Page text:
A couple arguing makes the whole family tense up and be fearful. Don't do this in front of children. Get some privacy and talk it out. Deliberately whispering, you may find induces tenderness. Tenderness breeds understanding. Sympathy and gentleness creates attraction. It shows them that they are valued, respected, and loved.

If they can't get it from you in a meaningful way, they will seek it from strangers. Many of those strangers will abuse them.

Each person has passions. If you can figure out what the tribal members' passions are, and can find ways to catalyze them, or find the resources they need for their passions, then often friendship, companionship, and love will begin a fragile coal of Fire. Like all fire, you must continuously feed it with fuel and oxygen, else it will extinguish.

When resources are scarce, and still you made the effort to find them luxury resources, then people notice that in primitive conditions. We are no longer distracted by the noise of the world, not when confronted with survival.

Conflict is normal in a very small space. Most of the time, we can sneak off as a means of getting some privacy. You will be able to do that some if near woods or meadows while hunting, but as light fades, most of the time will be spent indoors.

Such close proximity will lead to minor irritations at the lack of sanitation and body odor and cleanliness. If people snore, laugh in some irritating way, have ill habits, you will be acutely aware of them. Either you can reframe and think, “I'm lucky to have a companion.” Or the intimacy will drive you insane.

It's natural for people to lose their cool. It's not healthy for two people to lose their cool at the same time. In ordinary circumstances, you can manage that. If you start bickering, and there's lots to blame others for, then you'll create such a terrible place to live in, and it will interrupt sleep and badly affect gathering resources. Don't let the sun go down on your anger. Never! Either let it go based upon low importance, or freely enter into the conflict in a healthy way.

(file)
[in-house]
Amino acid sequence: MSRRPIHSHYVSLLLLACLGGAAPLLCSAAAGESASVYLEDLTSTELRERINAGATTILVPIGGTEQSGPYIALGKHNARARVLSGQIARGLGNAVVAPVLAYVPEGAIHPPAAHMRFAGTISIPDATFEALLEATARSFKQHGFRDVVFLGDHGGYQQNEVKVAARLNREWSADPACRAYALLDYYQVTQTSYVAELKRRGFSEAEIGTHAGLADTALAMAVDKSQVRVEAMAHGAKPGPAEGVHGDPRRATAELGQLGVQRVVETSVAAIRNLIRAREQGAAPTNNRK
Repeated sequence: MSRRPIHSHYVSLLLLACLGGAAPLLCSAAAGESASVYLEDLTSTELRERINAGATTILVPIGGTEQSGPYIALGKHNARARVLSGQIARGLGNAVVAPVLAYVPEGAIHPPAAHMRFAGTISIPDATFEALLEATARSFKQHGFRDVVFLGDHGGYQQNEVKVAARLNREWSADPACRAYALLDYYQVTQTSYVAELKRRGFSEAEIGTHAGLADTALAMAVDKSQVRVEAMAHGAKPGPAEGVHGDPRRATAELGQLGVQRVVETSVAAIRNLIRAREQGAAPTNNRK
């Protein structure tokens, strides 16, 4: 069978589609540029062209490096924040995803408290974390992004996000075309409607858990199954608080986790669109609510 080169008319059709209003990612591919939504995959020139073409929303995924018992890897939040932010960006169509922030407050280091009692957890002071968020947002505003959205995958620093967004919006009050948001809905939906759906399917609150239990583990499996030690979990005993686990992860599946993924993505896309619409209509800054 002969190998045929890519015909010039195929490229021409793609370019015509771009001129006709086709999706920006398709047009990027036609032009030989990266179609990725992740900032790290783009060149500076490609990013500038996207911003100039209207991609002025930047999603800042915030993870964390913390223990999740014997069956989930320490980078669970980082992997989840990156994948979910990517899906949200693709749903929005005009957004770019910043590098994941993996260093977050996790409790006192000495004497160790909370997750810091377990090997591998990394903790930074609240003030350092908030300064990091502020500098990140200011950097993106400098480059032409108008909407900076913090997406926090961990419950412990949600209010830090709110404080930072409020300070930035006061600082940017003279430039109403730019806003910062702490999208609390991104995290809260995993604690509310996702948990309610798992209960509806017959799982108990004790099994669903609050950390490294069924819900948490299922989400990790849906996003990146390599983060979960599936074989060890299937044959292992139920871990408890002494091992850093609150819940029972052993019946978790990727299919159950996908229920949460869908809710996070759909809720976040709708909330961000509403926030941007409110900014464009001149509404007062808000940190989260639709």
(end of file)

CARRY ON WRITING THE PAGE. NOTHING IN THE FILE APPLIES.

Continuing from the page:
Sometimes people get lazy when they get surly. They can't openly refuse to work, but they just won't work as hard. It's better to deal with that early in the day and presume that people don't know how to gather, and use humor and support to motivate. Otherwise, it will fester in the evenings, and become openly hostile.

Saying, “We're low on this resource. It seems like your angry. It would be better to talk about it honestly and calmly, instead of letting it affect our supplies. I respect you and need your help. How can we creatively solve this?”

Many times a little kindness will hold back resentment. Many times it's not you that they are angry with. They may be mad at themselves, their hopeless situation, and unrelenting work.

If it is you, you have to do a realistic self-assessment. Maybe you are short-tempered, snore, need to bathe more, say supercritical things, etc. It may be that they are justified. You've got to be extra sensitive with so much stress going on, since you need their participation. Wouldn't you rather flex a little, and have their respect, admiration, and love?

If you feel that conflict, breathe and use that energy when chopping wood. It is very therapeutic.

Don't be a doormat. If too yielding, then people unconsciously take advantage. Stand tall, model good healthy behavior, but stand tall. It is not about pride. Pride is the beginning of sin, which is missing the target. Standing tall is about creating an environment of mutual respect. Respect yourself and them, and in turn, most people will ultimately respect themselves and you.

Speaking to the Source, either alone or together will make things easier. Maybe you don't believe. If so, you can skip this part, but I'll bet when in the wild, you'll feel the Presence of the Source. Talking to God is very helpful, natural, and wonderful. God listens to us. Thankfully we don't get what we want, for many times what we desire is terrible. God will act in your life for your benefit and for Creation's benefit. God is not out to get you.

Some tribal members cannot live together. Too many differences exist sometimes and people need to leave. You have to come to terms with that. It is the normal way of things. Even so, if you are family, and things are terribly unstable, it may be that you will never see them again if they leave.

If this is the case, then it is wisdom for people to let go of anger, talk, sleep on it, and try to ensure that resources are best split up to help the departing members make it. Then, even if it ends, try to end it as best as you can.

Saying, “OK, I'm sorry that you need to leave. I still care about you, and I hope to hear from you. Let's go through what we have and see what you can take so that things are best for your journey.